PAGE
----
(c) Admission.
1. Consent. Except as otherwise authorized by law, no person may be admitted for treatment without written authorization from the patient and parent, guardian, or responsible party, if applicable. The following information must be explained by a trained staff person to the patient and other consenters, signed by the patient and such other consenters, and documented in the patient file:
(i) The program's services and treatment;
(ii) The specific condition that will be treated;
(iii) The expected charges for service including any charges that might be billed separately to the patient or other parties; and
(iv) The program's rules regarding patient conduct and responsibilities.
2. Admission Clearance. No person may receive medications unless the program first conducts an inquiry with the Central Registry in accordance with Rule 111-8-53-.19 and receives clearance from the Central Registry that the person is not simultaneously enrolled in another program.
3. Orientation. The program shall provide orientation to patients who are admitted for treatment within 24 hours of admission. Orientation must be done by a staff person who has been determined to be qualified by education, training, and experience to perform the task. Patients must be reoriented as needed to ensure an understanding of the program. Programs shall ensure that each patient signs a statement confirming that the following has been explained to the patient:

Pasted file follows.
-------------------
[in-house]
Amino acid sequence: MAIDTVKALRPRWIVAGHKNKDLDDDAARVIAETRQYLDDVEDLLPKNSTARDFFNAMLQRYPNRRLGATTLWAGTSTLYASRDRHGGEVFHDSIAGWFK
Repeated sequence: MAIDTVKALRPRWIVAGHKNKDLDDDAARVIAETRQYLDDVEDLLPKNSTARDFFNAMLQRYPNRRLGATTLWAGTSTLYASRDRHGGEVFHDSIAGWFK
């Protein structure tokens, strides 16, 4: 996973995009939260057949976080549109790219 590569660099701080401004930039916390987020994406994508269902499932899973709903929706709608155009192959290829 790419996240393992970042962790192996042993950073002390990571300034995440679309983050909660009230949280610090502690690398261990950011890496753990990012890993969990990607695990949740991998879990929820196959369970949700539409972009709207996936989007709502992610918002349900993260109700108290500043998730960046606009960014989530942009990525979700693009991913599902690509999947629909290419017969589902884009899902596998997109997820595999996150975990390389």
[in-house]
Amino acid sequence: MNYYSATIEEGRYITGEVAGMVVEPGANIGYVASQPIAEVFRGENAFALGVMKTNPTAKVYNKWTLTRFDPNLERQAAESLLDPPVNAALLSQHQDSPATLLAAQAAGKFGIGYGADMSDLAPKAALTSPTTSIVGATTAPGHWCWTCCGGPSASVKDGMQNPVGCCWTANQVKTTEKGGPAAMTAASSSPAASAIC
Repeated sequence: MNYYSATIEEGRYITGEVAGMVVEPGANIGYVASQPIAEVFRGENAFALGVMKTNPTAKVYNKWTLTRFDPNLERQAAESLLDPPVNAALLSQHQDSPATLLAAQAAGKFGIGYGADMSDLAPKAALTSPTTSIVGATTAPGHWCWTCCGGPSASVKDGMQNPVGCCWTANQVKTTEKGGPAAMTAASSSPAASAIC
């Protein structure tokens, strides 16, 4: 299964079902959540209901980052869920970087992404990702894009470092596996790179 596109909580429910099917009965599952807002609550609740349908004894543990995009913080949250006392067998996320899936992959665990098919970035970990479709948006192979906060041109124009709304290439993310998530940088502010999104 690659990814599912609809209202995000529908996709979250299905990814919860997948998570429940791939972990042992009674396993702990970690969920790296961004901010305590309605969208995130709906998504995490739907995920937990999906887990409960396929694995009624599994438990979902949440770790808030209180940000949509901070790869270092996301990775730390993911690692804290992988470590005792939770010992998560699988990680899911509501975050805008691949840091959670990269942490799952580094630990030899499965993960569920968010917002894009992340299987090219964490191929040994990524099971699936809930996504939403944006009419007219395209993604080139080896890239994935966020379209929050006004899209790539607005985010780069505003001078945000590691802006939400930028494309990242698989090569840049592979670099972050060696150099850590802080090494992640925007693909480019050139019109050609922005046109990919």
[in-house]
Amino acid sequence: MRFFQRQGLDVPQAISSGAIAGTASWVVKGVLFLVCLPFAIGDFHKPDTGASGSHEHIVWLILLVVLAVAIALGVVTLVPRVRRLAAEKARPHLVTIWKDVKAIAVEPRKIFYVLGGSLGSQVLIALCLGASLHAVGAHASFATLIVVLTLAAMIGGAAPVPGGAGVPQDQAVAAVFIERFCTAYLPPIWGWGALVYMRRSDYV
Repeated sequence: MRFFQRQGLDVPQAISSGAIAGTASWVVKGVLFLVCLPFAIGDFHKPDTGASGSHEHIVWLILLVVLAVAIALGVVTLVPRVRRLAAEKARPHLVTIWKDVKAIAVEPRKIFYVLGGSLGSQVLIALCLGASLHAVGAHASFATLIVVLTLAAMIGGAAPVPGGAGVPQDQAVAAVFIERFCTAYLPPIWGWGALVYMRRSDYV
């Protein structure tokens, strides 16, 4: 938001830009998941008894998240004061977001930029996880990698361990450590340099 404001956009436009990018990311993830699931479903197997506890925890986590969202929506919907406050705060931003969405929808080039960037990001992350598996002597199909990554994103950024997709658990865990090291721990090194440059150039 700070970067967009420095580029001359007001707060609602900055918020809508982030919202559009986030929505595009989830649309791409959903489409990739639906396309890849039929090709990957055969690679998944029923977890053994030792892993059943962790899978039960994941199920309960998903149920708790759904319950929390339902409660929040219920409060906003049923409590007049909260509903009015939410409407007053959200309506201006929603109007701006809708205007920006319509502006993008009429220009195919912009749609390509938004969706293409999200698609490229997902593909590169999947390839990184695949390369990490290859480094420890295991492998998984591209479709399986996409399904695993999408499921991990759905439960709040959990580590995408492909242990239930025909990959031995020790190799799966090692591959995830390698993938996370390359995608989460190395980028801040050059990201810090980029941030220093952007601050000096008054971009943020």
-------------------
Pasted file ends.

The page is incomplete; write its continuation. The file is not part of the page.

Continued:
(i) The expected benefits of the treatment that the patient is expected to receive;
(ii) The patient's responsibilities for adhering to the treatment regimen and the consequences of non-adherence;
(iii) An explanation of individual treatment planning;
(iv) The identification of the staff person who is expected to provide treatment or coordinate the treatment;
(v) Program rules including requirements for conduct and the consequences of infractions, including involuntary discharge;
(vi) Patient's rights and responsibilities;
(vii) Procedures for complaining to the program and to the Department of Community Health;
(viii) Drug screening policies and procedures;
(ix) HIV education; and
(x) Community awareness.
4. Programs shall ensure that patients receive a written copy of the orientation information.
(2) Any program licensed or funded by the Department shall implement a priority admissions policy for the treatment of drug dependent pregnant females which provides for immediate access to services for any such female applying for admission, which access shall be contingent only upon the availability of space. The program must coordinate the treatment of the pregnant female with appropriate health care providers monitoring the progress of the pregnancy. Pregnancy tests for females must be conducted at admission, unless otherwise indicated.
(3) No program may provide a bounty, free services, medication, or other reward for referral of potential patients to the program.
(4) No program may provide temporary discounted financial incentives to a potential patient that does not conform to the schedule of fees established by such program as required by these rules. No program shall provide discounted fees for services during the first ninety (90) days of treatment. This paragraph (4) shall not apply to drug dependent pregnant females.
(5) Non-Admissions. The program shall maintain written logs that identify persons who were considered for admission or initially screened for admission but were not admitted. Such logs must identify the reasons why the persons were not admitted and what referrals were made for them by the program.